Disclosing a Failure to Report Offshore Income

Disclosing a Failure to Report Offshore Income

Disclosing a Failure to Report Offshore Income

If you have unreported foreign income in addition to unreported foreign account information returns (FBARs, etc.), it will limit your offshore disclosure options. You will need to amend your tax returns along with submitting any delinquent information returns and pay back taxes, penalties, and interest.

No Quiet Disclosures

Quiet disclosures are generally unavailable if you have foreign income that you failed to report. If you try to use a quiet disclosure, it could lead to an IRS civil examination or other consequences.

Fortunately, you have other offshore disclosure options to choose from.

Streamlined Procedures

You can use the Streamlined Procedures to amend your tax returns and submit your delinquent FBARs and other information returns. This may be your best option if your noncompliance was not willful.

However, you must have filed a tax return (if you had a filing requirement) for each of the three most recent tax years. If you failed to file a tax return for one of these years, you won’t qualify to use the Streamlined Procedures.

If you do qualify, you’ll need to pay a 5% miscellaneous offshore penalty along with your back taxes, penalties, and interest. This penalty is paid for taxpayers who live overseas.

You also only need to amend three years of tax years, but you may need to submit up to six years of FBARs.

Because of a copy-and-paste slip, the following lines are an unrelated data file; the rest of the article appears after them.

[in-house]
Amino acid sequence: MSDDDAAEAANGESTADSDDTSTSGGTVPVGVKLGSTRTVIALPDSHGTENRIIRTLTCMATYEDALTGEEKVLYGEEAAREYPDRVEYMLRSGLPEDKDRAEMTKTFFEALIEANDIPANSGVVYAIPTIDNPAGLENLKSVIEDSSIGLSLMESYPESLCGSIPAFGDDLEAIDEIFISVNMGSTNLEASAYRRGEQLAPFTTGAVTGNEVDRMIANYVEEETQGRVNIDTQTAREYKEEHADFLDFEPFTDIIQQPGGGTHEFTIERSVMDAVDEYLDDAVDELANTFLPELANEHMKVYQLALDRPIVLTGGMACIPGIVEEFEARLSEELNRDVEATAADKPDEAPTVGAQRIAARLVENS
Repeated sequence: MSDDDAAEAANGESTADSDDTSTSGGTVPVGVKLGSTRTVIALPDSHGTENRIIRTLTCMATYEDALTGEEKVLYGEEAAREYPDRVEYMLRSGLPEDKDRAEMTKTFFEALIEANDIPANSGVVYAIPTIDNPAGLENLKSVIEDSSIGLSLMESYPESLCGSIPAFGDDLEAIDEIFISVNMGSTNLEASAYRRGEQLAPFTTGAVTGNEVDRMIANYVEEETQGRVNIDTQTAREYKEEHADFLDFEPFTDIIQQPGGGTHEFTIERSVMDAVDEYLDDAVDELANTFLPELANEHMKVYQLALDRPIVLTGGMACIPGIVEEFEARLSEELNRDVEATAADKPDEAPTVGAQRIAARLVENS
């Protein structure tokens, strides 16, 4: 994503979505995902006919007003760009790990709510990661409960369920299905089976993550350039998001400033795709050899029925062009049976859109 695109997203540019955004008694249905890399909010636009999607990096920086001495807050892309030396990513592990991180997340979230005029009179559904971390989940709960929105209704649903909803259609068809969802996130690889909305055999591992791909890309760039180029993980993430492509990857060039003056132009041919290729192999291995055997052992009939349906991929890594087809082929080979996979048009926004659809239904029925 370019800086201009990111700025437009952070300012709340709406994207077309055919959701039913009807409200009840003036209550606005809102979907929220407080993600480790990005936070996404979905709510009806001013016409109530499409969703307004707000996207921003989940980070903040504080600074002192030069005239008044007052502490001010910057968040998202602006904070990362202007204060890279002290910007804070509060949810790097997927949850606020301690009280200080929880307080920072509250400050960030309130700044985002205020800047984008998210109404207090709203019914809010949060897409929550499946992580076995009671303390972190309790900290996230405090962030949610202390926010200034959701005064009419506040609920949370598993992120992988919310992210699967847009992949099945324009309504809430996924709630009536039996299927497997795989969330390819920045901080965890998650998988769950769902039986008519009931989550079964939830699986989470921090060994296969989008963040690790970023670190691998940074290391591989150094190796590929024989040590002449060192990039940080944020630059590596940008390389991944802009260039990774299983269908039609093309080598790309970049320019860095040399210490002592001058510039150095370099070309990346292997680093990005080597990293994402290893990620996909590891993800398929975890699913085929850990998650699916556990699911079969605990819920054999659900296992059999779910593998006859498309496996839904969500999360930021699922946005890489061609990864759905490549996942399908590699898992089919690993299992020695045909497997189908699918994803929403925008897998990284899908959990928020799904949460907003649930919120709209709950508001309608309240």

New Offshore Disclosure Rules

The new offshore disclosure rules are also an option if you have unreported foreign income. In most cases, your disclosure period will be limited to six years.

As mentioned above, there may be some reasons to use the new offshore disclosure rules even when your conduct was non-willful. You could then argue that non-willful FBAR penalties are more appropriate than willful FBAR penalties, and that accuracy-related penalties should be imposed instead of the civil tax fraud penalty.

If your conduct was willful, you still have the option to argue for lesser penalties. IRS mitigation guidelines give the examiner some discretion to assess lower penalties when certain conditions are met.

Consult a tax resolution attorney to discuss your offshore disclosure options and the consequences of failing to report your foreign-source income.

Get help with IRS foreign bank account problems by calling The Gartzman Law Firm at (770) 939-7710. We can listen to your concerns and help you find the best offshore disclosure strategy for your case.

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